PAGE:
Shards of Twilight

Shards of Twilight

It is at the French-speaking school where, 

Snowball in her throat,

She learned the value of the trillium. 

The sweetness of being, 

The shelter of the wings of conifers,

The breath of the wood in spring

The twilight of the piercing sun 

The silence of the trees

A simple white flower

Falling under the gaze of others

Naive hope 

Fragile strength 

Face turned towards the sun

Despite everything, 

Anchored in the earth, 

The awakening of a

Snowy spring

This is what she learned,

At the age of 7, 

At the French-speaking school

That even the most fragile flowers 

Could be protected

Despite the shade and the light

The misery and the drought

Feet in the water 

Head in the air

The fullness of solitude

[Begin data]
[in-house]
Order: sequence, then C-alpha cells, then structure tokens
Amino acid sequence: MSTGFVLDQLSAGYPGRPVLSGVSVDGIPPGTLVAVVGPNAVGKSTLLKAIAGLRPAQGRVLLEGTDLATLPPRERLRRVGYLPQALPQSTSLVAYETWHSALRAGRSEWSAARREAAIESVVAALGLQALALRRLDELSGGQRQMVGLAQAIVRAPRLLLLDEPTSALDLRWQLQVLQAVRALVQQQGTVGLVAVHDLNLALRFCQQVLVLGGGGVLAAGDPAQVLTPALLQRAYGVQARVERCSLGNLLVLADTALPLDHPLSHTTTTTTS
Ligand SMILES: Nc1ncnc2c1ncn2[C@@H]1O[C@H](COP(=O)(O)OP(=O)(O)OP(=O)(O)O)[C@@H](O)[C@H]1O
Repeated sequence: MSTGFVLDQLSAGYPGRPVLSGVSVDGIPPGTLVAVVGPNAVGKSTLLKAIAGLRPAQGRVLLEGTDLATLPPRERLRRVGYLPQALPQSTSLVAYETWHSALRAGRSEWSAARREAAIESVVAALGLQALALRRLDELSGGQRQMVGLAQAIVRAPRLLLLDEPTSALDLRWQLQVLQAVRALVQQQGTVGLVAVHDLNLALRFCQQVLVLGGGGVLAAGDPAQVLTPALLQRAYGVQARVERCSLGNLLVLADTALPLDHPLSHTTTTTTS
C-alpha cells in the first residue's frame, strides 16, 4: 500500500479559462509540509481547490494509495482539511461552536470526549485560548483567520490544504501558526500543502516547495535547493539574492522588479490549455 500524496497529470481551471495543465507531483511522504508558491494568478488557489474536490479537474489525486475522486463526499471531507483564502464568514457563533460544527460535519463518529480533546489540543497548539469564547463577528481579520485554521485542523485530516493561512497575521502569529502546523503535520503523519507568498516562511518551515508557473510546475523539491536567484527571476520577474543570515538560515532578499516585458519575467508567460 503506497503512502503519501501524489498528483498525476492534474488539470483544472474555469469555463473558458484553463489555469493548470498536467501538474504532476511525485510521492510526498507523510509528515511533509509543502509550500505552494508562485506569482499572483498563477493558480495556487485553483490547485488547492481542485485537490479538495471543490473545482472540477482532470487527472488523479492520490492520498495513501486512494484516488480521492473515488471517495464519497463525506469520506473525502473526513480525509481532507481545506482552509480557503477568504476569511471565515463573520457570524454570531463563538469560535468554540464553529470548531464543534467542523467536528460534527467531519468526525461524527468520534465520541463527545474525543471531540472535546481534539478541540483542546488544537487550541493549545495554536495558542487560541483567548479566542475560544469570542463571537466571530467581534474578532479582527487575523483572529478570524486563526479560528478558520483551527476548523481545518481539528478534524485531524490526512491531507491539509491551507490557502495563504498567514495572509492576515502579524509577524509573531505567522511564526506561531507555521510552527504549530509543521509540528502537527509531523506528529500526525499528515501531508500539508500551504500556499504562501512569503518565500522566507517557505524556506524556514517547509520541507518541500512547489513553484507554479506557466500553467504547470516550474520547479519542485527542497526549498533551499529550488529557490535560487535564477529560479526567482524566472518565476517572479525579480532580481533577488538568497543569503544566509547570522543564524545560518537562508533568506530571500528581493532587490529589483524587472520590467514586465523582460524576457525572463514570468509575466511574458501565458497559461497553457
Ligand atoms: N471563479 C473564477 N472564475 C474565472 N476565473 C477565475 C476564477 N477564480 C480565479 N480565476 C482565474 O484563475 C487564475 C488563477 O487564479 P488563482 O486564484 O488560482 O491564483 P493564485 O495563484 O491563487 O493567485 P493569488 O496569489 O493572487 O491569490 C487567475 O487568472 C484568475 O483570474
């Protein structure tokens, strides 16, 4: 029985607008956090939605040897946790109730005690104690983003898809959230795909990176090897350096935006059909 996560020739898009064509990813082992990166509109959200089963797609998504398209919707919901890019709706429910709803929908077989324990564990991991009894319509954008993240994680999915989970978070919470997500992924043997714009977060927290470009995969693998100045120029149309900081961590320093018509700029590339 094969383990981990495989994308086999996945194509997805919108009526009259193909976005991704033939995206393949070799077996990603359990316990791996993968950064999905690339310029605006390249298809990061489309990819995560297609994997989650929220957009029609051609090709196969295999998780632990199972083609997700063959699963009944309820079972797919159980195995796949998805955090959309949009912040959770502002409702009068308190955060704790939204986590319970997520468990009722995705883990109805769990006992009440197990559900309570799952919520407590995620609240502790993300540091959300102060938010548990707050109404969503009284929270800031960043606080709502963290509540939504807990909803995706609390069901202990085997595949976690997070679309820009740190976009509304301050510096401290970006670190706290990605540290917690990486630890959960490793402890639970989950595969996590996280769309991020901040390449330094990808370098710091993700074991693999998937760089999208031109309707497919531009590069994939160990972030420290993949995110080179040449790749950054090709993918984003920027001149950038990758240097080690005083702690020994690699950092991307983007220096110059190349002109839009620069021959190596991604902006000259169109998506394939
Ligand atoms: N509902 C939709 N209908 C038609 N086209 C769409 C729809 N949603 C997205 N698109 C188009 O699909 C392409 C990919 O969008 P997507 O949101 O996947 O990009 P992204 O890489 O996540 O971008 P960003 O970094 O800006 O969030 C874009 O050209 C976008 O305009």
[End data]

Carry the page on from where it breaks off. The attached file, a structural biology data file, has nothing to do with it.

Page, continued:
And the flood of love 

Between the time of wolves and dogs

The time of the cutting machines

The time of the heartbeat

The chorus of a frightened deer 

The distressed cry of an anguished dove 

This is what she learned

At the age of 50

At the French school

The cry of pain


A gentle reminder

A return to the silence 

Of love

The heart of the trillium contains the universe, 

A concentrated elixir

For the man who perceives it

The awakening of a primordial instinct 

Provocation and vigilance 

The spark of the present moment

And she, a useless necessity

In a world of concrete and asphalt 

Compacted and contained

When man touches her pollen, 

She turns to him, as if to remind him of 

His own history, his nobility, 

And, in a moment of grace,

A memory 

Of the essence of who he is

A gatherer of spirits

A cultivator of souls

A hunter of ghosts 

A sower of great ideas

A reminder that man is mighty

That he has in his hands the possibility 

of bringing his trillium to life or of killing her

Everything depends on the sparkle of truth,

On the symbiosis of the moment,

The man’s gaze brought to his trillium

will make him discover his sense of value.  

Written by Leeça St-Aubin

Photography by Suzanne T. Bohay

Written by Leeça St-Aubin

Photography by Suzanne T. Bohay

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